Fusarium head blight (FHB), or head scab is widely considered to be the most problematic disease impacting wheat production in the United States. In Illinois, the disease is predominantly caused by the fungus, Fusarium graminearum.

Symptoms of FHB include infected wheat heads, often partially bleached, and infected kernels which may have an orange/pink color at the base of the spikelet (Figure 1).

Wheat heads with bleaching due to FHBWheat heads with bleaching due to FHB

Figure 1. Wheat heads with bleaching due to FHB (Photo N. Kleczewski left and P. Sylvester right).

Kernels may become shriveled and chalky white or pink (Figure 2). These shriveled grains are commonly referred to as tombstones.

The fungus can produce toxins, most notably deoxynivalenol (DON or vomitoxin), which is known to have deleterious effects on some livestock and, potentially, humans if consumed in sufficient amounts. Consequently, grain can be docked or rejected if DON levels exceed advisory levels established by the FDA (Table 1).

A comparison of FHB infected and healthy kernels. Infected kernels are shriveled and lightweight and commonly called tombstones. Image from Schmale, III., D.G. and G.C. Bergstrom. 2003.

Figure 2. A comparison of FHB infected and healthy kernels. Infected kernels are shriveled and lightweight and commonly called tombstones. Image from Schmale, III., D.G. and G.C. Bergstrom. 2003.

Table 1. Allowable levels of FHB-induced DON in wheat grain
Maximum allowable DON level (ppm) Consumer
Human consumption 1ppm

Finished wheat products (flour, bran, germ)

Swine 5ppm

Not to exceed 20% of finished feed ration

Poultry 10ppm

Not to exceed 50% of finished feed ration

Ruminating beef and feedlot cattle more than 4 months old 10ppm

Not to exceed 50% of finished feed ration

All other animals 5ppm

Not to exceed 40% of diet

Management of FHB starts with managing DON. How do you best manage DON? Below are the tools growers have at their disposal. Think of managing DON as being a well-trained martial artist—the more moves you have, the more likely you are to win your match. Nobody wants to be the guy who goes out and straight-jabs all day.

  1. Plant a moderately resistant variety. There are many varieties available that will help reduce potential DON levels. These varieties don’t provide complete resistance but do reduce DON by roughly 50 percent when compared to susceptible varieties. The nice thing is that newer moderately resistant varieties yield better than those from 10 years ago in the absence of FHB.
  2. Properly apply a fungicide labeled for FHB suppression if conditions are conducive for disease. You have 6 days from the start of flowering (when 50 percent of the main tillers have yellow anthers popping out) to make an application. Research shows that this window is likely to give you the best efficacy. Remember, these products only suppress FHB and don’t cure an infection. Recommended products such as Prosaro® and Caramba® reduce DON by only 42 – 45 percent, respectively. Products such as tebuconazole (Folicur® and generics) in comparison, reduced DON by only 23 percent and propiconazole (Tilt® and generics) by 12 percent. Make sure you apply at the recommended volume and follow all label directions to ensure adequate coverage of the head.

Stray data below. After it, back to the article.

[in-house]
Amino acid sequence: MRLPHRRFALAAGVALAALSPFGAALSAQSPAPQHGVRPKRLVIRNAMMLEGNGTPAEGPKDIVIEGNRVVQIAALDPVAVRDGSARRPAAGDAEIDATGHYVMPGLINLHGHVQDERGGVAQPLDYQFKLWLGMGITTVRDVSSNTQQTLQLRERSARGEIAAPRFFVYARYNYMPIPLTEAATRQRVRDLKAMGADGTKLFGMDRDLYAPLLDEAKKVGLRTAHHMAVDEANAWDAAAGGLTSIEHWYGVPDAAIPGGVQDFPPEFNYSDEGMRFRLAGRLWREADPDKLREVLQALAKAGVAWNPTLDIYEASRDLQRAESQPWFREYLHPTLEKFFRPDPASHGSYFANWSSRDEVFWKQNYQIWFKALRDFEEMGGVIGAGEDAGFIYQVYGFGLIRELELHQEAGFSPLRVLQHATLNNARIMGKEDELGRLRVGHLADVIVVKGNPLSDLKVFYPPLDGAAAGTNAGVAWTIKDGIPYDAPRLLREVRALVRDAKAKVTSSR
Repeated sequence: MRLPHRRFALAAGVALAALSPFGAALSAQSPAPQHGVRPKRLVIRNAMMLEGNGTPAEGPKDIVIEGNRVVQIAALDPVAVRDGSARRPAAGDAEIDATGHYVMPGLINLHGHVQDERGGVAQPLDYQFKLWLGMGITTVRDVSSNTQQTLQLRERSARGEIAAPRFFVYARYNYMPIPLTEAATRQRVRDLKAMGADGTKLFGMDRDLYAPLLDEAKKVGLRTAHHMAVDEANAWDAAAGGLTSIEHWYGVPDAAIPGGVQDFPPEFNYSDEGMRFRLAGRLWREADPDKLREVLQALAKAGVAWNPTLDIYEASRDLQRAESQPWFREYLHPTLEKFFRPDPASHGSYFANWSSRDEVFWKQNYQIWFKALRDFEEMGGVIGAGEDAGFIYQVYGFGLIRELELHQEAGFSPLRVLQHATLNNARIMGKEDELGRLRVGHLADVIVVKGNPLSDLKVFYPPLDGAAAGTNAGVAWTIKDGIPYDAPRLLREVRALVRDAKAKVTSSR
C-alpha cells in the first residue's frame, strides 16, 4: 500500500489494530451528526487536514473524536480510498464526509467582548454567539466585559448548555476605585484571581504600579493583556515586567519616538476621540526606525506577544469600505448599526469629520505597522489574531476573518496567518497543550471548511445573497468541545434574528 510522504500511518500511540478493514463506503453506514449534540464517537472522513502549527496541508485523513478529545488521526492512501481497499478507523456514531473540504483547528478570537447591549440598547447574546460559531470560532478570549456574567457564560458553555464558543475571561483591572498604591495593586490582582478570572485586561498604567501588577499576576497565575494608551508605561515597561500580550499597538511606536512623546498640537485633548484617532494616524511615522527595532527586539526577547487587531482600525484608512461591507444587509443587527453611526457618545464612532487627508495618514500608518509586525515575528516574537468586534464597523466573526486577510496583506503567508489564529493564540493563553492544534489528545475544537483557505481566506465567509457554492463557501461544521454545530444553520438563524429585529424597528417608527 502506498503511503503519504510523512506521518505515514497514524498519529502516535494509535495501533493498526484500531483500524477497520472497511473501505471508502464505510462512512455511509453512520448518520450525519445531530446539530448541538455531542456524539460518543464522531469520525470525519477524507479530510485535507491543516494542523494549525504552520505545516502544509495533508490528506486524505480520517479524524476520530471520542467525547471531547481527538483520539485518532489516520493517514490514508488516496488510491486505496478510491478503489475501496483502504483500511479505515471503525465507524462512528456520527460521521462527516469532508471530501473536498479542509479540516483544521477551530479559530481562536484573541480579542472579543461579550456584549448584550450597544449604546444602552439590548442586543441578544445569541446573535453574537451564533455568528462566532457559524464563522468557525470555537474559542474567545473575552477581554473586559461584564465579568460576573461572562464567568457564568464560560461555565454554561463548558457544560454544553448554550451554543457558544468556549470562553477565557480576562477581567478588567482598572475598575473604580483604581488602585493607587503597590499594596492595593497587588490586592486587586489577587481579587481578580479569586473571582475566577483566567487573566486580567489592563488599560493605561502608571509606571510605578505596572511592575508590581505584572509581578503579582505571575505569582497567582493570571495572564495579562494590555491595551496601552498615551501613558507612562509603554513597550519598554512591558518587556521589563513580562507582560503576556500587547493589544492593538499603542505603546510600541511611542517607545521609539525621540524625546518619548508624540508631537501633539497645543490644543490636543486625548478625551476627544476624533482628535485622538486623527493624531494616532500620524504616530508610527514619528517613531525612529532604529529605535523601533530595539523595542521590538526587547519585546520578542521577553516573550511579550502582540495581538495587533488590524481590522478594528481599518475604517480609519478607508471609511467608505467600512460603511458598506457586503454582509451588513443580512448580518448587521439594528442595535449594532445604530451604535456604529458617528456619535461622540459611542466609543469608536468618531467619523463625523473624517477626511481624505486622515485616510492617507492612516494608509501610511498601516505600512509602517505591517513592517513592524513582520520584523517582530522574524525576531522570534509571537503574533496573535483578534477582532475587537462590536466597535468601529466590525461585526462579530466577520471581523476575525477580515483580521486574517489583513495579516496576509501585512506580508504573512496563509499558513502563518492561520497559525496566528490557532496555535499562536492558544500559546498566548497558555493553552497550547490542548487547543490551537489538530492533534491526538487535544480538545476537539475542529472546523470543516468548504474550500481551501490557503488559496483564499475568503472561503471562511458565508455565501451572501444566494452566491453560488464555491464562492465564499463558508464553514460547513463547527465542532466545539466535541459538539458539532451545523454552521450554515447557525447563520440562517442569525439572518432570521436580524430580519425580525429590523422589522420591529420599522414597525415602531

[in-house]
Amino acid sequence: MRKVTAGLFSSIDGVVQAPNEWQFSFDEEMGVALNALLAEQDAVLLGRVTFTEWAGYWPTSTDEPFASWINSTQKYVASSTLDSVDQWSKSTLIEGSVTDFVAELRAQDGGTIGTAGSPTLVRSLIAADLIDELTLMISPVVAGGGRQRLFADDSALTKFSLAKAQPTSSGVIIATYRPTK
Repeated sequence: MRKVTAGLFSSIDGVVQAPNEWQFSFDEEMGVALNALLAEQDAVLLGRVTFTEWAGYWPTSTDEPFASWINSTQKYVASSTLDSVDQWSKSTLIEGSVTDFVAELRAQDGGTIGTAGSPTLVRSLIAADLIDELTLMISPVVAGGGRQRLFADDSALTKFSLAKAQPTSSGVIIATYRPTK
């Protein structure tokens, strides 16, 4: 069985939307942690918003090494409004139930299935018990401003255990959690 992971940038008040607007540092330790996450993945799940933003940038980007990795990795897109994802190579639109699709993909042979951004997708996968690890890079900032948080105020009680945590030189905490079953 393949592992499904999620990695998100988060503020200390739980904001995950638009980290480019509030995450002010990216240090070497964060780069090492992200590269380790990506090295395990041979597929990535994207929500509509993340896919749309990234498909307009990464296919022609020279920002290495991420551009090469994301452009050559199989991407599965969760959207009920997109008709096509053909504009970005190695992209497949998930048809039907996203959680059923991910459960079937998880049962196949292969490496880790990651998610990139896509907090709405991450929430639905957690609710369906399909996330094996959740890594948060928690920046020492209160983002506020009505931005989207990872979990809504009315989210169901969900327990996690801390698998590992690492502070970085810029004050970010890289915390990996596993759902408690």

3. Till the ground if possible. This suggestion may not be practical for no-tillers, but anything you can do to bury or hasten residue decomposition will reduce local inoculum buildup.
  4. Plant wheat after soybeans. This is easier said than done. However, F. graminearum does not grow as well on soybean residue as it does on corn or small grain residue. This tactic can provide additional benefits in terms of reducing DON levels and risk.

And remember that FHB is different from fusarium crown rot. I hear people mention seed treatments for managing FHB. This is a residue-borne disease that affects the flowering head. This is not a seed-borne disease. For more detailed information on FHB/DON management visit University of Illinois field crop disease blog to learn more.

 All trademarks are the property of their respective owners.

Share This Story

About the Author: Nathan Kleczewski

Dr. Nathan Kleczewski is the Plant Disease and Entomology Specialist for GROWMARK Agronomy Services and their technical agronomist for the eastern and southern territories of Illinois. In his role, he assists member companies with troubleshooting day to day issues encountered in fields, assists crop specialists with management recommendations, and works to train and educate crop specialists in practical, sustainable, and economical management of diseases and pests in crops grown in the United States and Ontario. He has worked extensively in the field of applied field crop and vegetable pathology since 2013, serving Illinois (2017-2021) and Delaware (2013-2017) as their extension field crop plant pathologist. He worked at FMC as a research plant pathologist working to evaluate and develop new fungicide, nematicide, and biological products, and has post-doctoral experience from both Purdue University and Indiana University. He earned his doctorate in plant pathology from The Ohio State University in 2009 and his Bachelor’s degree in plant ecology and evolutionary biology from the University of Wisconsin-Oshkosh in 2004.